C++ allows you to perform operator overloading. This is when you specify the exact behaviour of a operator when used on or between specific data types. For example, you may create a string object class String, and overload the addition (
+) operator so that when used on two string types like so
str1 + str2, it concatenates the strings together to produce a new string.
Operator overloading allows you to express statements in a more compact and readable form. Continuing with the above example, if operator overloading was not available, we would have to create a function called
String::Append(String & string2) and to perform the same action as above we would have to write
str1.Append(str), which is slightly more convoluted.
What Operators Can I Overload?
C++ allows you to overload most operators. In fact, because you can overload so many, it’s easier just to list the ones you can’t.
Operators you CAN’T overload:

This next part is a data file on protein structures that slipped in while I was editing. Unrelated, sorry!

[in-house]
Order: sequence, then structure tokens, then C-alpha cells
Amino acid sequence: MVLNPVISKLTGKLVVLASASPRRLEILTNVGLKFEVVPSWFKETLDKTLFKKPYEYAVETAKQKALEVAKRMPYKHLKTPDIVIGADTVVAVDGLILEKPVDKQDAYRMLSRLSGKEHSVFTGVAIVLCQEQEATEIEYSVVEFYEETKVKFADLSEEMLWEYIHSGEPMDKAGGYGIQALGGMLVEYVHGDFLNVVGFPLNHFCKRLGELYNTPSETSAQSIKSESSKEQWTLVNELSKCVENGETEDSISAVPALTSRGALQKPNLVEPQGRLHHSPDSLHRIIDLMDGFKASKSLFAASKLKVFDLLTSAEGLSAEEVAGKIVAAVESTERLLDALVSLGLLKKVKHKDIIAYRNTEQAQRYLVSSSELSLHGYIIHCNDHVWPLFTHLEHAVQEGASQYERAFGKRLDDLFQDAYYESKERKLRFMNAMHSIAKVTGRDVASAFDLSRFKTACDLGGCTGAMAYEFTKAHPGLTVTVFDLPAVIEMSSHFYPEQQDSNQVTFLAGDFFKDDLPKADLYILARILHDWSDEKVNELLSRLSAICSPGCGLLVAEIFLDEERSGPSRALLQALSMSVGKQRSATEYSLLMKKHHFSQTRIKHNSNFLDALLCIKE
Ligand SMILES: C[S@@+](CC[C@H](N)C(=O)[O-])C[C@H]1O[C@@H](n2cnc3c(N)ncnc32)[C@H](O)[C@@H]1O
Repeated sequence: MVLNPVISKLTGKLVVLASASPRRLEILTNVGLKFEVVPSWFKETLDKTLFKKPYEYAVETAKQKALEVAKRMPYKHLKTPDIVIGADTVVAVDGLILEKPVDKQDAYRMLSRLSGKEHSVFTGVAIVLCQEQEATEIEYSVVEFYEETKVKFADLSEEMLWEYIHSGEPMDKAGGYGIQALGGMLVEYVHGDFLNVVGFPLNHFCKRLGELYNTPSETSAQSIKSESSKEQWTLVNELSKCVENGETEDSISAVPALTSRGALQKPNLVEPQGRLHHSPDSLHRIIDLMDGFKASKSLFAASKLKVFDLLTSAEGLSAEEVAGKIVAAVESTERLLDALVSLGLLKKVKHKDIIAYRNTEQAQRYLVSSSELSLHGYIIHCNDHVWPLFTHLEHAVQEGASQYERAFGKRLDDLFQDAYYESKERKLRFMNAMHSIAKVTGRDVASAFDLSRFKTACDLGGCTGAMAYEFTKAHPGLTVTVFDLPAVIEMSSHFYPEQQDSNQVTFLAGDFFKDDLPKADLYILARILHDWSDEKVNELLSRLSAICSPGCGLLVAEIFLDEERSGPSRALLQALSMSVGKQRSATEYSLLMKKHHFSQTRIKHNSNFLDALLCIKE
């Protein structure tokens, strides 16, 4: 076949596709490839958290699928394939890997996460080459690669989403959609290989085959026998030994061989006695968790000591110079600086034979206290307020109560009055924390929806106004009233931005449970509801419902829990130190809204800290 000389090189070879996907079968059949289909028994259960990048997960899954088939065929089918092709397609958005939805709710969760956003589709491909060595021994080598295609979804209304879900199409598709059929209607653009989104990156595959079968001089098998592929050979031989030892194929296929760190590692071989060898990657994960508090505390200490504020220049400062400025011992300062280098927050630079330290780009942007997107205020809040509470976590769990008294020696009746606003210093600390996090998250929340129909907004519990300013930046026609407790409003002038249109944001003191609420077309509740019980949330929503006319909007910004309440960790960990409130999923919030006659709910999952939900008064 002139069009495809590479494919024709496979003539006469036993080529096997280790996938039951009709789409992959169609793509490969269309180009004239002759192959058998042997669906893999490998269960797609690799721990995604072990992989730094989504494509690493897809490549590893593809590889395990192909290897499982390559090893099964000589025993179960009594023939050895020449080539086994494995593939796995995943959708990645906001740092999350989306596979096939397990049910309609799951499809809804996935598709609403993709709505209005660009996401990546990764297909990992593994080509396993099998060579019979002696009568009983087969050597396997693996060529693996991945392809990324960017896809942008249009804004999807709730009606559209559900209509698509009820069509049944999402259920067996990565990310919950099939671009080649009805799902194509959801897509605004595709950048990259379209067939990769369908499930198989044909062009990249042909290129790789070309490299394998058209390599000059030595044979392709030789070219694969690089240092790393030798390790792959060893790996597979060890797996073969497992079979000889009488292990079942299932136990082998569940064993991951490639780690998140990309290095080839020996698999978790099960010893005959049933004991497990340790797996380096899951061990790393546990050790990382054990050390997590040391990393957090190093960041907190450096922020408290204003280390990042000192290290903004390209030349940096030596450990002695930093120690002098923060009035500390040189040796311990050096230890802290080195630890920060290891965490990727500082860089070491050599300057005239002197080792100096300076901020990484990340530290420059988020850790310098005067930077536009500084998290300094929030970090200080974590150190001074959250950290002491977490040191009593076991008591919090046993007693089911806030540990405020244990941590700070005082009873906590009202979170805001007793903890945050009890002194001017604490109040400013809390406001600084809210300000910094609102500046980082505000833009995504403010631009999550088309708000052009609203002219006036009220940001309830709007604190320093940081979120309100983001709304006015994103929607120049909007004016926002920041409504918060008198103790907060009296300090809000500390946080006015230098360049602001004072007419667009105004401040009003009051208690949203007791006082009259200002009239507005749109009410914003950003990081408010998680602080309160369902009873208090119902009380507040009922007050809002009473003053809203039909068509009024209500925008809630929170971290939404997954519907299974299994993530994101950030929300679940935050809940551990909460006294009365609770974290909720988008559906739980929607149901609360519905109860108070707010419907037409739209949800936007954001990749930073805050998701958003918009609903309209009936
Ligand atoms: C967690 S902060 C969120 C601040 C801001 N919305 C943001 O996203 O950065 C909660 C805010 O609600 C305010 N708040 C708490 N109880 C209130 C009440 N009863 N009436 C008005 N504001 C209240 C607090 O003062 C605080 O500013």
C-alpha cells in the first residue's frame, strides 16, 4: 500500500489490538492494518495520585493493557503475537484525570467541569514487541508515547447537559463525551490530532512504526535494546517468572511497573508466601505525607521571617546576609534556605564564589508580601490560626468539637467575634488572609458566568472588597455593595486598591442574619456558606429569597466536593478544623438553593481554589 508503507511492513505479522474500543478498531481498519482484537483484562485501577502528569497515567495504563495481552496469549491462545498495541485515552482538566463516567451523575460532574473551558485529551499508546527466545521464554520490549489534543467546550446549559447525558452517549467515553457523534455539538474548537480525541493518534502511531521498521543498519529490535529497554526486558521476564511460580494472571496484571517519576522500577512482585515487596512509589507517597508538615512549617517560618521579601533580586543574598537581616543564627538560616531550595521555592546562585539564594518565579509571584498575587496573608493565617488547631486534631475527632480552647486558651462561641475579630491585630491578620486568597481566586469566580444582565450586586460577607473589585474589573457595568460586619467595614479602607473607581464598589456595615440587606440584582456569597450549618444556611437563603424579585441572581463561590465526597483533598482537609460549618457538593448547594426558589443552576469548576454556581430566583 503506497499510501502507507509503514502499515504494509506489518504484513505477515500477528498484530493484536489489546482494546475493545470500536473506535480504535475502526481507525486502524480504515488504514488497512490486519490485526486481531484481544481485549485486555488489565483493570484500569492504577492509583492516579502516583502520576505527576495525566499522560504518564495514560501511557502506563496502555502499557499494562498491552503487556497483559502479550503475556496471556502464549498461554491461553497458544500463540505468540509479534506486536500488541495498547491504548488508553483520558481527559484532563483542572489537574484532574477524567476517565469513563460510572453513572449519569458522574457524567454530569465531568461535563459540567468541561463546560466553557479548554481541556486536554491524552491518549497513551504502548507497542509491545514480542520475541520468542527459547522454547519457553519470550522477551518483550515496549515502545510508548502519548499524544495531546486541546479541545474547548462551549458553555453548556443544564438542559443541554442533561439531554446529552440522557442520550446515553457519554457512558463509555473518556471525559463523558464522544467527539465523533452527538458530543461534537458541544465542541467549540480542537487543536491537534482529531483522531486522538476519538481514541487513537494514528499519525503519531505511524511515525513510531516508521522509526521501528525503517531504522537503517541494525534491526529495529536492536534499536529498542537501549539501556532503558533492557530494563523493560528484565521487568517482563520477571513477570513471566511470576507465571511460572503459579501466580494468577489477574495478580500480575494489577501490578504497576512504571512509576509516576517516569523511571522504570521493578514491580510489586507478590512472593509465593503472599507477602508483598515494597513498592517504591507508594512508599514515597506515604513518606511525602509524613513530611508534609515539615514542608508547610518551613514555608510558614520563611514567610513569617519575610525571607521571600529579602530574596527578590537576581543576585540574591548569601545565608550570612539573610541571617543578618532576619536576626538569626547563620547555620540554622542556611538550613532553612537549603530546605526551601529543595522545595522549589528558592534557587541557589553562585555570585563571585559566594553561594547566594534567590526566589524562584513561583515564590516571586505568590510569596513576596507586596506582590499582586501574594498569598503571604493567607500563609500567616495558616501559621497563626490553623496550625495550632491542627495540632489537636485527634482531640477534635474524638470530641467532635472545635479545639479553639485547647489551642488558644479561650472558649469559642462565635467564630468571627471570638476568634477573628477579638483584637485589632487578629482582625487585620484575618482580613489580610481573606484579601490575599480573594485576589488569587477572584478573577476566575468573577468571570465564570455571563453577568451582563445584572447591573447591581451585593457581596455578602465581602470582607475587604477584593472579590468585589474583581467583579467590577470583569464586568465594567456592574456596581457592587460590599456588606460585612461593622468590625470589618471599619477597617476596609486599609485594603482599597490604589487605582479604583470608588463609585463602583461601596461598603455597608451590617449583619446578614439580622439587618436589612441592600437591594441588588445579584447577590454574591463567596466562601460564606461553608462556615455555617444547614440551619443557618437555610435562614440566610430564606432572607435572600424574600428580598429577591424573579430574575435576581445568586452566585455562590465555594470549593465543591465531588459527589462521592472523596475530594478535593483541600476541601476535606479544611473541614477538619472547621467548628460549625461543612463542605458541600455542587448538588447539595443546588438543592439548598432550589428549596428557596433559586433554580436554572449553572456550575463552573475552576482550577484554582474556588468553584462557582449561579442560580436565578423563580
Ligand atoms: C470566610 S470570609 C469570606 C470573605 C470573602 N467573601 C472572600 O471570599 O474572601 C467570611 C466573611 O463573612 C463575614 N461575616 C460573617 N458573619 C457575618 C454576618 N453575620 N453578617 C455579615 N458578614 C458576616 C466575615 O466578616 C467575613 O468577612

.(member selection operator, note you can still override
.*(member selection with pointer to member operator)
?:(tenary conditional operator)
sizeof()(object size operator)
typeid()(object type info operator)
::(scope resolution operator)
Suitability For Embedded Systems
In my opinion, operator overloading is a perfectly O.K. technique to use on low-power microcontrollers. As long as you overload operators so that they make intuitive sense, and you are aware of the actual function calls taking place, I don’t see any reason why you should not embrace this powerful feature in an embedded context.
My String-Cpp library (which is designed for use on low-power microcontrollers) makes use of operator overloading so that you can add and compare strings with one another.
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